Mid-Week Tangent: hybrids changed my golf game

An alternative title for this post could be ‘what it feels like to play a 9-hole round of golf without rage’, which is exactly what happened this past weekend. For the first time, I didn’t want to throw in the towel by the 6th hole. I didn’t even throw one temper tantrum. Okay, I sort of got riled up when I missed a putt for my first true birdie attempt, but I like to think that’s always going to happen. I mean, seriously, I was robbed! That putt should’ve gone in! But I digress.

What’s important here is that I’ve found my clubs for life, or at least for my learning-to-golf life, and I can’t tell you what a difference it’s made. Actually, yes I can tell you what a difference it’s made, and I’m about to. Coupled with slowing my swing, about which I’ve already gushed of the benefits, these hybrid clubs have lead to such remarkable improvements as…

…Only losing one ball in an entire round! Even the ball I lost last weekend was a solid shot (for me). It cleared the water…but rolled off the bank back into the water. In contrast, most of my previous rounds involved repeated (think 4-5) balls lobbed into the water or hit into think brush never to be seen again. Ultimately, this led to my giving up, taking multi-stroke penalties and resuming play on the other side of the hazard, all in a distinctly worse state of mind.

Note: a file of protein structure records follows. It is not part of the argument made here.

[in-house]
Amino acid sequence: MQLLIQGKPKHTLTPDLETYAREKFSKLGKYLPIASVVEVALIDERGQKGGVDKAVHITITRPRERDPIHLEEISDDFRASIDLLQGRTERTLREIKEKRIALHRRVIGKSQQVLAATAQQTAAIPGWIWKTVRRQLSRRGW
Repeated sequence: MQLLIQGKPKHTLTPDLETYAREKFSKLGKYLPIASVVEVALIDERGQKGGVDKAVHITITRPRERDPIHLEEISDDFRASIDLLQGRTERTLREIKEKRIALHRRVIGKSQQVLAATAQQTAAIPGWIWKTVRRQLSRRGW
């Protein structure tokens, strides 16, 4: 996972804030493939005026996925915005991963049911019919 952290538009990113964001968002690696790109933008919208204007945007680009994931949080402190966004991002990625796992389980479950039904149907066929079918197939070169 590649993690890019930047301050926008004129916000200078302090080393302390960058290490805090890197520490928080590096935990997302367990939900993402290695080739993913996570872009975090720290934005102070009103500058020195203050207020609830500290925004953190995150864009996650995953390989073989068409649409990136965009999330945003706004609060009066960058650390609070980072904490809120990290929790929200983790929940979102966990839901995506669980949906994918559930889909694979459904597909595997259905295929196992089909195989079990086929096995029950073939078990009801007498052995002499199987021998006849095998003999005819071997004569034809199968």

…Only taking two mulligans! My partner is uber generous with the mulligans, something which has been completely necessary in past rounds where I missed or badly hit virtually every tee shot. This time around I hit some solid tee shots. Now, if they’d just stop lining fairways with trees I’d be set.